Wednesday 13 December 2017

Change motor tax forms to catch and beat the 'clockers'

Businessman in the car
Businessman in the car

Well, it has been a busy week for emails, with streams of responses to talking points on organ donors, car clocking and pedestrians running the gamut. Here's a sample.

Keep them coming. We won't use your name or address unless you say so. Thanks for all the lovely, encouraging comments too. Eddie.



There is a simple solution to limit the extent of this problem, motor tax renewal forms should be amended to include a column for recording mileage, with penalties for offenders.

I have to conclude from the longevity of this issue that due to vested interests in some parts of the trade and some car owners' malintent, that the correction of this problem will continue to be long-fingered, and the genuine consumer will continue to be burned and the image of the motor industry sullied.


What about this?

January 1, Mr Cunningham buys new car. When taxing car for first time you are required to record mileage. Obviously this will only be a few test kilometres which you have driven.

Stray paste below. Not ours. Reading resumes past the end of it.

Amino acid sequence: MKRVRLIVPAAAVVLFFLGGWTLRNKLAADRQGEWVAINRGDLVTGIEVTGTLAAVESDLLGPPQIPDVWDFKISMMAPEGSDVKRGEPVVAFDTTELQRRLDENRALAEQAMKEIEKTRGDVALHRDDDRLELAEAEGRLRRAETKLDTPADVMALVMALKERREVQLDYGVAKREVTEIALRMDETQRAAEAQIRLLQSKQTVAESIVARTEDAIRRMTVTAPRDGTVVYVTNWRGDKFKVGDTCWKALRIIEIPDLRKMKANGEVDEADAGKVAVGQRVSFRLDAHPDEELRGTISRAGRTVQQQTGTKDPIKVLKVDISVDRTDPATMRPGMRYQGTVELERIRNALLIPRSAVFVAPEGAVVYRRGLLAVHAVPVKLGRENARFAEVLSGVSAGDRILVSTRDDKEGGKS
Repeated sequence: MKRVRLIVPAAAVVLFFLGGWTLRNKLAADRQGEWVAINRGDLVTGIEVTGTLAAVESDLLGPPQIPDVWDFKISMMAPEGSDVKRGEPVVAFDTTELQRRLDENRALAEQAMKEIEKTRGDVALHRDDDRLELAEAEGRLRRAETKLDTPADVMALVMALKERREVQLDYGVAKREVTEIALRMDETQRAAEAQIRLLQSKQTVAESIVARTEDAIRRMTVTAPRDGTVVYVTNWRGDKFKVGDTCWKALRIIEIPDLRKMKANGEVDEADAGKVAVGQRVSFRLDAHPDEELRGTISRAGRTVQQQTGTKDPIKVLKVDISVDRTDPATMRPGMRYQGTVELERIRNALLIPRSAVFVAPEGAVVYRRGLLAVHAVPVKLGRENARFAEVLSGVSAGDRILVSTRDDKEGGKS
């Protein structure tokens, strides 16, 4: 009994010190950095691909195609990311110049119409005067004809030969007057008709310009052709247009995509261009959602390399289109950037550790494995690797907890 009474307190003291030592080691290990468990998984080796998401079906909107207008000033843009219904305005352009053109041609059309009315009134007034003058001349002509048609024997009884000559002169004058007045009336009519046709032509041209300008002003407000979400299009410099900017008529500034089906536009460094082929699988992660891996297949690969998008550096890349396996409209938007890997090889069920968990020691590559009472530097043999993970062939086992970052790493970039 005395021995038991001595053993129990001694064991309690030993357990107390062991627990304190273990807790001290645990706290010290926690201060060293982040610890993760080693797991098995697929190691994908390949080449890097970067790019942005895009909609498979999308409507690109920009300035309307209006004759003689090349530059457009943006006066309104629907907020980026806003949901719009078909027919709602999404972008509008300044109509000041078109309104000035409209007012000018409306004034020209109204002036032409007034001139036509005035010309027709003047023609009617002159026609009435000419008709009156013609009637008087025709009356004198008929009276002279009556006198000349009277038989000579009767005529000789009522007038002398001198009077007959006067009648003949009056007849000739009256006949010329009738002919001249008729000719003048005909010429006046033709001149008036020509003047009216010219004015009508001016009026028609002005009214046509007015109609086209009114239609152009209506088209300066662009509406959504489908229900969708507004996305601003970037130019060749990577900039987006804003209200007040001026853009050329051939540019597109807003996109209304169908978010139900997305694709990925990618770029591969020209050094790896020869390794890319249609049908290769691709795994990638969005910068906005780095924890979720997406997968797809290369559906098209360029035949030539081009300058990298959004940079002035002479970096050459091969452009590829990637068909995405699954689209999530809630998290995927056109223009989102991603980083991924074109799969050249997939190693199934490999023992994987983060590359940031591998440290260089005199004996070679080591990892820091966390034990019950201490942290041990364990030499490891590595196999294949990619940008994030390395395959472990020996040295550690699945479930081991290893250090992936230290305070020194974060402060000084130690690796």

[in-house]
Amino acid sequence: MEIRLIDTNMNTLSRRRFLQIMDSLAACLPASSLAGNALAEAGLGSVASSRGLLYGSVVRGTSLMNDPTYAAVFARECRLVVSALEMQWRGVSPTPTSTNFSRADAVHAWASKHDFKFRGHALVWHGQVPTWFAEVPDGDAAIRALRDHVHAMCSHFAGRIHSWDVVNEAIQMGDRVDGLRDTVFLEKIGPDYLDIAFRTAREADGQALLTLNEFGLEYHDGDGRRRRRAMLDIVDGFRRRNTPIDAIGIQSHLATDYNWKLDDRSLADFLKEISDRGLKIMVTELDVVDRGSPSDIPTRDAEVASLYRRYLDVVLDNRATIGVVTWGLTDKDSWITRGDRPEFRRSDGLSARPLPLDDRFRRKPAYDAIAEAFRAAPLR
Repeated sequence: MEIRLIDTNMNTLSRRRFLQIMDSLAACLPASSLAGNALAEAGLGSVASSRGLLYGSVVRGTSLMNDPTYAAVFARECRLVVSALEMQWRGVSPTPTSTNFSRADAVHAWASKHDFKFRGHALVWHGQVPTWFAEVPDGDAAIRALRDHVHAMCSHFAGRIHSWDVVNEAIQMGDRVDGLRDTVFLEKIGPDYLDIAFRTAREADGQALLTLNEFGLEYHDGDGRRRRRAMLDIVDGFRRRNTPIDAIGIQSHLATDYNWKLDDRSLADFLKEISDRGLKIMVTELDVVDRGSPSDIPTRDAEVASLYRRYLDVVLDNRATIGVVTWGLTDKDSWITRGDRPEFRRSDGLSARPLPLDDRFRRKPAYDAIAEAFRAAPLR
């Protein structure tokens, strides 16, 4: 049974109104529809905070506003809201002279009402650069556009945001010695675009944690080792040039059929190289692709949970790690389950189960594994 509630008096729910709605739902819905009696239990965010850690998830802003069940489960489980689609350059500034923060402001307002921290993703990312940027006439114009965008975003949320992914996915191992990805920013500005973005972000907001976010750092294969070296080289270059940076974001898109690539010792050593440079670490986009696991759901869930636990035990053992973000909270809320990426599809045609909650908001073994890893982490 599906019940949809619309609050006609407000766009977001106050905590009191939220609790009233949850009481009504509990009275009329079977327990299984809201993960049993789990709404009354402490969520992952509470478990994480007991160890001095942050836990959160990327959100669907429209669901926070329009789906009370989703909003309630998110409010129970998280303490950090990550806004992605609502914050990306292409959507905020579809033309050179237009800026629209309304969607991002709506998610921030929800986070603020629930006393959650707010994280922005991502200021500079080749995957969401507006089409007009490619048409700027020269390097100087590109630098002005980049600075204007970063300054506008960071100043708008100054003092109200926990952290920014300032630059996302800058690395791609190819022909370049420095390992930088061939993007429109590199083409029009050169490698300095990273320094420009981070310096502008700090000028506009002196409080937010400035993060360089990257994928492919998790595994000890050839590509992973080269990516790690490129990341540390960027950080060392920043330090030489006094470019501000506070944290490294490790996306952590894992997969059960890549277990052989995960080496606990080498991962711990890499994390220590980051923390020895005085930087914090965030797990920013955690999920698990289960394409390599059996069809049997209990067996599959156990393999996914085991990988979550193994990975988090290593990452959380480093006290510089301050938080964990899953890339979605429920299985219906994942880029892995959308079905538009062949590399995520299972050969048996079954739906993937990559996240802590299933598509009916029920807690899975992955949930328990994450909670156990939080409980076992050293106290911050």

On every occasion you tax that car afterwards you will be required to record the mileage just as you are asked for your insurance details.

Five years later, Mr X spots your car for sale. He likes the car but is a bit concerned about mileage so he goes online and (for a small fee) looks up the recorded mileage since first registration.

In the interest of data protection, that is all the info he can get online -- simply the recorded mileage for the previous five years. This should be a relatively easy change to make to the taxing procedure as it is simply a software change in the system.

If this system was developed in England as well it would ease the worries of those importing cars.



Regarding organ donors -- look at the heartache brought about by having no donors available in given situations.

And then the happiness when, firstly, it's an option and then it is successful for both the recipient and their families.

You can't bring them with you.

Paul FitzGerald

PS: Love the down-to-earth reviews, Eddie. And 'My Side of the Road' is always spot-on.



It is frightening the number of pedestrians who abuse zebra crossings.

They walk across the road without even looking to see if they have the right of way.

And anywhere in the zone will do! Diagonal crossing is acceptable!

I thought you were meant to wait to give the driver a chance to see you, and then time to stop.

Irish Independent

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